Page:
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One of the stumbling blocks I always arrive at when revisiting the sole Splatterhouse full-length The House That Dead Built is just how close the Oregonians sound to their fellow West Coasters Ghoul. Both bands were involved with Razorback Recordings, and both put a similar fun spin on that old Carcass sound of the late 80s/early 90s, primarily in their choice of dual guttural and snarling vocal counterpoint which provides most of the charm and laughs. Hell, without liner notes in front of me, I'd just assume that the two bands consisted of the exact same lineup. For a long time, I probably believed this. Ghoul's first two (and best) records had come out before this one, and I liked their riffing progressions more, but this is still a tightly written and executed effort, and I suppose if I wanted to be technical, the slightly less silly Exhumed and Impaled beat both of these groups to the punch.
Right away, the production here is quite excellent, with a rich and pungent guitar tone that sounds like a chainsaw during faster tremolo sequences but also has a lot of meat to it when the band is just letting a chord ring out. The riffing patterns flurry between fits of Carcass-like death/grind and thrashing outbreaks, with a good variety encapsulated in the 34 minute run time. Slower progressions often remind me of Autopsy on their first few albums, or Symphonies of Sickness styled grooves, but the band favor a lot of brighter, sinister uptempo hybrid death/thrash licks that wouldn't have been out of place on Necroticism or even Heartwork at its most abrupt and pummeling. Plenty of blasting and great fills, though the drums can't really compete here with that dense crunch to the guitar tone. The bass is cozy and audible, but rarely distinguished as it clings to the guitar closely. Honestly, though, while there are a dozen or so money shot riffs on this thing, it's really the vocals that win me over, strictly due to their ghastly charisma; whether they're scripted in a call/response pattern or firing off simultaneously, they give you that impression of cannibalistic undead fighting over table scraps, and they even incorporate a deeper, disturbingly guttural timbre to play a sort of 'third character'.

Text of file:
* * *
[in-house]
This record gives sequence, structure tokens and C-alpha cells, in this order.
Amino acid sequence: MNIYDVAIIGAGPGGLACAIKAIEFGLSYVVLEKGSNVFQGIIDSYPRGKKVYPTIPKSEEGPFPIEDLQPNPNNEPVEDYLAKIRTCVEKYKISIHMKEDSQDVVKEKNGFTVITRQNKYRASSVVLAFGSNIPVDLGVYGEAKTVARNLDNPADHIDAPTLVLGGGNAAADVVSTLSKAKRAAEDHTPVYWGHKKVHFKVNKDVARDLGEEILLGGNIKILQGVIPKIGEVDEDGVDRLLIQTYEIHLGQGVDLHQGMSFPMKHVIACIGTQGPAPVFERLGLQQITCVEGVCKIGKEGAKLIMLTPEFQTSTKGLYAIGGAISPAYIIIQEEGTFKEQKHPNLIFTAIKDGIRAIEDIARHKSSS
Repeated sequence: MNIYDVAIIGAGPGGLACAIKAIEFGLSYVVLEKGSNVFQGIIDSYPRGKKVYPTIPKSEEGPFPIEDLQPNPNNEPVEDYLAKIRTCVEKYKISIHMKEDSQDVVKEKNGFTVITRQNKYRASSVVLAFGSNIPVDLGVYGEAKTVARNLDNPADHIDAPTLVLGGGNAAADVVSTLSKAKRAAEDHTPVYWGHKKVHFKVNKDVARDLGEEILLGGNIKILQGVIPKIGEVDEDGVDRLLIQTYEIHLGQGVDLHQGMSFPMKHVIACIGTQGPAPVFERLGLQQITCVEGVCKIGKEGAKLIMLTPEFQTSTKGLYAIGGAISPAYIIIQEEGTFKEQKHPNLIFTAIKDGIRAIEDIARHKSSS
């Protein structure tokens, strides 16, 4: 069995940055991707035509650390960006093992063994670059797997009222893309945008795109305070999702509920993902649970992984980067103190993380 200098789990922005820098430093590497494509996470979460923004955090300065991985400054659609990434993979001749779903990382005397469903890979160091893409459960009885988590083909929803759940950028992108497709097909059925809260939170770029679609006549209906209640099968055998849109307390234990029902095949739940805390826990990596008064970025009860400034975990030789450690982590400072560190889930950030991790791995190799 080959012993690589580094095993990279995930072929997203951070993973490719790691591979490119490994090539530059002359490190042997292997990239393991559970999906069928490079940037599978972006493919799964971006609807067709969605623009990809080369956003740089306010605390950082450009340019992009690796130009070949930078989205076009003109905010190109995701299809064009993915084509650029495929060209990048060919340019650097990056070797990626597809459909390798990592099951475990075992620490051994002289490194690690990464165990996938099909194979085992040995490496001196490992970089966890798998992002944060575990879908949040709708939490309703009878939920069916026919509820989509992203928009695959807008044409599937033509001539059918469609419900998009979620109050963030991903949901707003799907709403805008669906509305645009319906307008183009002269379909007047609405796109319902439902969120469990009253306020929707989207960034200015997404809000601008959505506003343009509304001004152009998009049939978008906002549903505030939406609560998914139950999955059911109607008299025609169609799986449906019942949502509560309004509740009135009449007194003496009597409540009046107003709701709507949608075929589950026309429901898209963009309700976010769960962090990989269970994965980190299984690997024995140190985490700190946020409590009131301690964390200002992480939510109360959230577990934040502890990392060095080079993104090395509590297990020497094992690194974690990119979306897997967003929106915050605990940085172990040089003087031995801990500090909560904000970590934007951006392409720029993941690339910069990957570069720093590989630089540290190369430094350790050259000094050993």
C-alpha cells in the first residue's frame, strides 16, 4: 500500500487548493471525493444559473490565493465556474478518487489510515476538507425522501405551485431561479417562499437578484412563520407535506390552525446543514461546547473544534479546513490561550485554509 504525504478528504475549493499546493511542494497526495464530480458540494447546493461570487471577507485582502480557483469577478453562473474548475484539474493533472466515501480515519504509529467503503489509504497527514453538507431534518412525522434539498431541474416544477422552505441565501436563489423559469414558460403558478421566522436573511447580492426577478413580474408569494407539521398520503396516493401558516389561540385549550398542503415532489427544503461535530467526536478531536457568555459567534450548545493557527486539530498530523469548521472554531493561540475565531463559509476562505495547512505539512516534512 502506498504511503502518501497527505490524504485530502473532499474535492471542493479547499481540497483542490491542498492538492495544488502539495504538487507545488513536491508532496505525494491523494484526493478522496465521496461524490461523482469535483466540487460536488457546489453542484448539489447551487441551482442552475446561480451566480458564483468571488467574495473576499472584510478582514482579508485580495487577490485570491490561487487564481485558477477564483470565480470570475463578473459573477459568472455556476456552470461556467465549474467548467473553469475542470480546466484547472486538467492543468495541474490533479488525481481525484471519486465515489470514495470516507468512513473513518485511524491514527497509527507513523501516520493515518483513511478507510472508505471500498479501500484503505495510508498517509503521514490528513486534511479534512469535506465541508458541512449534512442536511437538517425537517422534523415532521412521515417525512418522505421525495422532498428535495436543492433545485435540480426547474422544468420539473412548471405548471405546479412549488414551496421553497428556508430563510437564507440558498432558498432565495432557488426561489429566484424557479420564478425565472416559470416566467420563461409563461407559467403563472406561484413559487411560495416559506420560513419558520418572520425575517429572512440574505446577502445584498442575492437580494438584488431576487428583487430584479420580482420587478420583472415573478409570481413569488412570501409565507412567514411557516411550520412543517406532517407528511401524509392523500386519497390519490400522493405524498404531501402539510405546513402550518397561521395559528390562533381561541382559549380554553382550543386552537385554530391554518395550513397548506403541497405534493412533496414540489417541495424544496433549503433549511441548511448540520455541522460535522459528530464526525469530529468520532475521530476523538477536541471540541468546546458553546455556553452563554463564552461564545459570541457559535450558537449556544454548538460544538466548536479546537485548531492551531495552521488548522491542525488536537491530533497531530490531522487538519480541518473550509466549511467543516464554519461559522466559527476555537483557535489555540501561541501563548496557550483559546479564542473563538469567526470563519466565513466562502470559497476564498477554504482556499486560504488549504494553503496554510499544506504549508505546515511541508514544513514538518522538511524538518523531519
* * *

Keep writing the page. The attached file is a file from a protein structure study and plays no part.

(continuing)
As usual with these Razorback records releases, the horror sample bookends are legion, but Splatterhouse have fun with it, taking quotes from unexpected places like the Futurama cartoon. In fact, I couldn't identify most of them, so it's quite likely some were made up by the band itself; nonetheless they work very well here and create the appropriate, tongue in cheek atmosphere for the raucous tales of freaky parasitic infestations ("Night of the Creeps"), unlawful exhumations ("Confessions of a Grave Robber"), post apocalytpic warriors ("Mutilator"), and all manner of hilarity you might find in B-grade horror films from the 80s, or Troma films in particular. Add to this the band moniker taken from the cult 1988 video game classic (I used to own a copy for my TurboGrafx-16), the colorful cartoon artwork, and you've got what amounts to the quintessential sort of 'Razorback experience', never taking itself remotely seriously and bred simply as puerile entertainment for those with a carnal sense of humor and a love of camp horror/exploitation.